who walk in the radiance of your face.

    Psalm 89:16

 

Happy Lent to you!

Happy?  Lent? You might ask.

Yes, a very happy Lent. Because we can feel a bit freer, a bit more focused on getting closer to the Lord.

We do this at other times of the year, of course. But Lent is special because it marks a certain time before we will once again sing, “Hallelujah! He is risen!” Lent calls us to be more mindful of how we deepen our faith and how we live it out. How we pray, and how we preach (in the best sense of the word).

Some people deprive themselves of something for Lent. Chocolate. Movies. Sugar. Something “fun.”

Others add something on. Works of charity. Outreach to a neighbor or stranger.

Whatever the personal sense of obligation, I especially like the Ash Wednesday Gospel reading from Matthew 6:17-18) where Jesus instructs us, “When you pray, go to your inner room, close the door, and pray to your Father in secret. And your Father who sees in secret will repay you.” This reinforces the idea that Lent is a wonderfully personal, private time, and one where we can deepen our relationship with the Lord more than ever before. How? By going to that private room and diving into Scripture, praying and listening longer, letting quiet wash away our stress and fill us with the goodness from God.

And as we do this, we will be as the Psalmist describes, “Happy” as we walk in the radiance of the Lord’s face.

Blessings for the day – and Lent,

Maureen

Reminder: No Two Snowflakes Are Alike!

posted by mpratt
Image courtesy of jannoon028/FreeDigitalPhotos.net

Image courtesy of jannoon028/FreeDigitalPhotos.net

This was one of the first things I heard when I was diagnosed with lupus.

“Lupies are like snowflakes – no two are alike.”

It’s turned out to be a truly wise statement, in myriad ways. And it’s good to revisit it once in awhile, because sometimes we compare ourselves and our life with illness to others with similar challenges.  And, when we do, we might be inclined to be jealous or proud or sad or overly frustrated.

So, a gentle and friendly reminder: No two snowflakes are alike!

Now, that doesn’t mean that we don’t have anything in common. I learn volumes from my fellow chronic illness sufferers. The people in my lupus support group helped me tremendously, especially in the coping category. But, I remember, too, that our experiences are different simply because we are different people – and the disease (lupus) behaves differently in each one of us.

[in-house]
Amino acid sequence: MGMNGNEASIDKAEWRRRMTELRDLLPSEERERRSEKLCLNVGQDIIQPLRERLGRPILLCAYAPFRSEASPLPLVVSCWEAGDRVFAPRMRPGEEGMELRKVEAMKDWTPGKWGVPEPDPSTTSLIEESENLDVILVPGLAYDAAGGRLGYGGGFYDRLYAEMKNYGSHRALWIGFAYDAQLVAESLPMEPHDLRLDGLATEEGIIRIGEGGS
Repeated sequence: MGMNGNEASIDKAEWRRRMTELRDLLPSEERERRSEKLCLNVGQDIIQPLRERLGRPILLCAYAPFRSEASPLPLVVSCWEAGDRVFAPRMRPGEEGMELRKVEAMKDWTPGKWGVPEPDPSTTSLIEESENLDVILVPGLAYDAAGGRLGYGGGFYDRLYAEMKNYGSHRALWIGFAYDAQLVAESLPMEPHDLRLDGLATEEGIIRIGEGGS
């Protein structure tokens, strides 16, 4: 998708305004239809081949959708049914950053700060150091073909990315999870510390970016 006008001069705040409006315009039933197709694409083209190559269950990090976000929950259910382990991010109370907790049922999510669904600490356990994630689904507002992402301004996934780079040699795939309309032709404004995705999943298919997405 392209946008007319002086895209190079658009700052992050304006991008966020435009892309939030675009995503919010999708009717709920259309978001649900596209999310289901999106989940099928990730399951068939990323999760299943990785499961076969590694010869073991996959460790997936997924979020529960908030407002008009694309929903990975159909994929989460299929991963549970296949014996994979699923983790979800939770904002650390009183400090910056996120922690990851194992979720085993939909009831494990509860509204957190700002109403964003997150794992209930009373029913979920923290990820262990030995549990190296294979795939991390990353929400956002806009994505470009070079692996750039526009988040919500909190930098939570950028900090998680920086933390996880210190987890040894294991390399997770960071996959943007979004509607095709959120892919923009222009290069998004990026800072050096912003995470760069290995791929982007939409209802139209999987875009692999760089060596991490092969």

The reminder of not being exactly like every other [fill in the blank] patient is also helpful when we try to find and learn more about our condition. All the manifestations of a particular disease might not be present in everyone who has it, and all of the side effect of medications used to treat it may not manifest themselves in everyone, either.  Time and again, I go back to my main doctor for “the scoop” on how information relates directly to me. I urge each patient to do this, too, and to not be scared by the “horror stories” we hear from others’ experiences.

God knows us each by name and loves us each as His beloved child. He’s an “equal opportunity” parent, in that He loves each of us equally – but has created in each of us people with individual lives, gifts, and talents. Realizing that we are unique is the first step toward recognizing those gifts and talents and finding ways to put them to use. And that uniqueness extends to our physical lives and the illness and pain we might have.

Snowflakes might originate from someplace cold, and when they’re clumped together in piles and banks, they might be inconvenient. But if you look closely, they are absolutely amazing and beautiful.

Next time you find yourself down or displeased by how you look or how you feel, think of the snowflake and its uniqueness and beauty. That’s you, too!
Blessings for the day,

Maureen